MiSSiON WORK

In almost every city and town in America ordinary examples of the works of mercy are visible today. They have become traditional. Many of the missions American Catholics and Orthodox assign to churches and church institutions are part of what they inherited from eastern and western Europe, Africa, South America, and Canada. Their many welcoming practices and festive celebrations were and are ways of feeding the hungry, clothing the naked, and welcoming the strangers from foreign lands.

When Germans and Italians arrived in America in the late 19th and early 20th centuries, they discovered Catholic churches founded by their predecessors that made them feel at home. Celebrations of the Feast of Saint Anthony in the North End of Boston, on Mott Street in New York City, and on the streets of Cassino, Italy, have remarkable similarities that bring warmth and comfort to the hearts of Italian Catholics.

The blessing of the Portuguese fishing fleet would be as familiar to the people of Gloucester, Massachusetts, and Newport Beach, California, as to those of Lisbon or Oporto in Portugal. The Portuguese celebration of the Feast of the Blessed Sacrament in August 2005 drew more than 300,000 visitors to New Bedford, Massachusetts.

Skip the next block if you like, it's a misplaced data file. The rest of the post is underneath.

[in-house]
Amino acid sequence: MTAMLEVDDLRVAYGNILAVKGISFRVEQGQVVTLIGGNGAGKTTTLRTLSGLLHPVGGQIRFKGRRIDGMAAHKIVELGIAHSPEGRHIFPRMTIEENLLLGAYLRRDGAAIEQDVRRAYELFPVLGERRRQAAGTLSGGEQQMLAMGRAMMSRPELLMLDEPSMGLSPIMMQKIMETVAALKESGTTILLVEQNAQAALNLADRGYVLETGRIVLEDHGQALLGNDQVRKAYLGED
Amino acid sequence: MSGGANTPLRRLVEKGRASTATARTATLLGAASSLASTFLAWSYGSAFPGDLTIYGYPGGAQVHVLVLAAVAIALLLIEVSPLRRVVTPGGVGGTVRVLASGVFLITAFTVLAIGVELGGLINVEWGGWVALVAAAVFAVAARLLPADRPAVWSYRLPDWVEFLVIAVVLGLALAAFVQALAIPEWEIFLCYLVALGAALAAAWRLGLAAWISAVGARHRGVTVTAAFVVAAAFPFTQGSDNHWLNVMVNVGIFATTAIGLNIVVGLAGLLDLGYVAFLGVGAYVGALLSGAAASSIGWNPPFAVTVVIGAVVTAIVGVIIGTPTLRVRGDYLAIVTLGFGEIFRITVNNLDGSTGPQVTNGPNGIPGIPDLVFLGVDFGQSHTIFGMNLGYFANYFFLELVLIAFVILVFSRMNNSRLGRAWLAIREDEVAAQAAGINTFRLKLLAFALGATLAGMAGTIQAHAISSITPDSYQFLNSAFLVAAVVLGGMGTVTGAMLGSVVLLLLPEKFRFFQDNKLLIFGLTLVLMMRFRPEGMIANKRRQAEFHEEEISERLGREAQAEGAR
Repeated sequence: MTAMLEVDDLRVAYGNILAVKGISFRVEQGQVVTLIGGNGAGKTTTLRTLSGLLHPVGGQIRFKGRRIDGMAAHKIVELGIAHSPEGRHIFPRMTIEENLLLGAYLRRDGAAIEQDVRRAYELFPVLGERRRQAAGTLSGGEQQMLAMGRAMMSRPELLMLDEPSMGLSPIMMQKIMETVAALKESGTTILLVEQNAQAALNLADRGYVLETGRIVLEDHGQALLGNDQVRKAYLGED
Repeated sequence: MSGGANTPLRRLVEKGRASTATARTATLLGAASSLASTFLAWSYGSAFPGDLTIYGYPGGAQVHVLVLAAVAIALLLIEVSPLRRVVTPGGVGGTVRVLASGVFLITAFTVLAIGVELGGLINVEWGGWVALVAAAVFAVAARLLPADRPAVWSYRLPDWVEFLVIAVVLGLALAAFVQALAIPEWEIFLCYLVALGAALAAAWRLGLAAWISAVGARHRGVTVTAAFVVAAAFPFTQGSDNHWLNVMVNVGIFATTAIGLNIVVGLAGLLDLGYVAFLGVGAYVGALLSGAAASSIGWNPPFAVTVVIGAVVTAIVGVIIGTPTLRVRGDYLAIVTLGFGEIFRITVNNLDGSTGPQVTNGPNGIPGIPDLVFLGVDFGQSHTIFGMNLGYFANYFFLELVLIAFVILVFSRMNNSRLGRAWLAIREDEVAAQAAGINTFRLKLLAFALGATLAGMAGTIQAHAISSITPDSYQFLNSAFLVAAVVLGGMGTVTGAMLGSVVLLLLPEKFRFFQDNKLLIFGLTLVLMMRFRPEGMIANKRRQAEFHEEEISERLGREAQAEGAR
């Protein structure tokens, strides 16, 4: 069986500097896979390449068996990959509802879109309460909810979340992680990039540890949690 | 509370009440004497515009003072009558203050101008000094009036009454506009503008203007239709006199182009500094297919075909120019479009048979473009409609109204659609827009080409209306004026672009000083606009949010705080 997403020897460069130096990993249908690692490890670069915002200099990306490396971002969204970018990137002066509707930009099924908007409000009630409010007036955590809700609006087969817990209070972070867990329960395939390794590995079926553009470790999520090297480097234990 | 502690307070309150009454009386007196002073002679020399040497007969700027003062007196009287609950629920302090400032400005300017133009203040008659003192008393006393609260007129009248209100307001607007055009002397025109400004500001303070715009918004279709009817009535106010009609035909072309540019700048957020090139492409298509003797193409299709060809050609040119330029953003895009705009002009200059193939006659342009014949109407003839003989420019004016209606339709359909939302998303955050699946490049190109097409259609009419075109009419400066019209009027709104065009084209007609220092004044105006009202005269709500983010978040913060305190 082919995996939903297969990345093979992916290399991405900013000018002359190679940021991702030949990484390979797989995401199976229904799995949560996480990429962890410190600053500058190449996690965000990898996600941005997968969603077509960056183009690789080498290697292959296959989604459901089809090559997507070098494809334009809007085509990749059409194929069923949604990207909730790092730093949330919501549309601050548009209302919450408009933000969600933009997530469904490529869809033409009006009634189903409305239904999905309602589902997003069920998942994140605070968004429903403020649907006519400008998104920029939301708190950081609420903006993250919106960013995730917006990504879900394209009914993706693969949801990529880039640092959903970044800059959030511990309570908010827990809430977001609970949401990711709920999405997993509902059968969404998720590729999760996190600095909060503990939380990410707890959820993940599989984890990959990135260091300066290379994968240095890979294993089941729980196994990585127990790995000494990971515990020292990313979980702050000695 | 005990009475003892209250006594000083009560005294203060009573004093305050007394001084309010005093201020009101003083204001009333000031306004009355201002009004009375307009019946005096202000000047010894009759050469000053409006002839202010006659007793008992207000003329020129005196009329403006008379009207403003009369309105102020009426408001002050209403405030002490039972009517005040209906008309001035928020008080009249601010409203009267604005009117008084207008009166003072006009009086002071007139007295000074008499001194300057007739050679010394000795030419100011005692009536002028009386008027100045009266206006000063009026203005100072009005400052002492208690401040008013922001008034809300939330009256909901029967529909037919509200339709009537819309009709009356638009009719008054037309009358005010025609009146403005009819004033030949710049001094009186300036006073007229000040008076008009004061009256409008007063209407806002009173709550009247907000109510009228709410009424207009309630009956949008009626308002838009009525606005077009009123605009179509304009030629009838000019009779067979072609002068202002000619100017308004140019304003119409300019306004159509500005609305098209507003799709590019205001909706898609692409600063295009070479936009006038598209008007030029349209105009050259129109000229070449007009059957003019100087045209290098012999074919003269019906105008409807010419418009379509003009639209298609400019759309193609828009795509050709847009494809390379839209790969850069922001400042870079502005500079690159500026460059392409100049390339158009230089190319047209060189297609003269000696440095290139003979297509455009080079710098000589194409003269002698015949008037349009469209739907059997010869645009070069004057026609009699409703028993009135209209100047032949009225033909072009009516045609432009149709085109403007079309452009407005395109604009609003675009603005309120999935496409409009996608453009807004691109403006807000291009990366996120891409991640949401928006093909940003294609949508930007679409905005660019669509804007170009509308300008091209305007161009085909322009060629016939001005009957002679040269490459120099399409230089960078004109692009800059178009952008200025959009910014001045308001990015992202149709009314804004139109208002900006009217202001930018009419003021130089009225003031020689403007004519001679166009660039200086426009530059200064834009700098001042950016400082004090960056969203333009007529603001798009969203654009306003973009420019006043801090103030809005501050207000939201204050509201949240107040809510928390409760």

French Canadians who poured into New England in the latter part of the 19th century brought with them their language

and celebrations. A New England Catholic of French Canadian background would feel quite at home at the Church of Notre Dame in Montreal, at the shrine of Saint Anne de Beaupré just outside Quebec, or in a small town church in the rural villages of northern Maine or Vermont.

Many Orthodox and Eastern Catholic churches hold annual national conferences in different regions of the United States to teach their faithful their spiritual traditions, to celebrate the Divine Liturgy, and to cherish their ethnic heritage.

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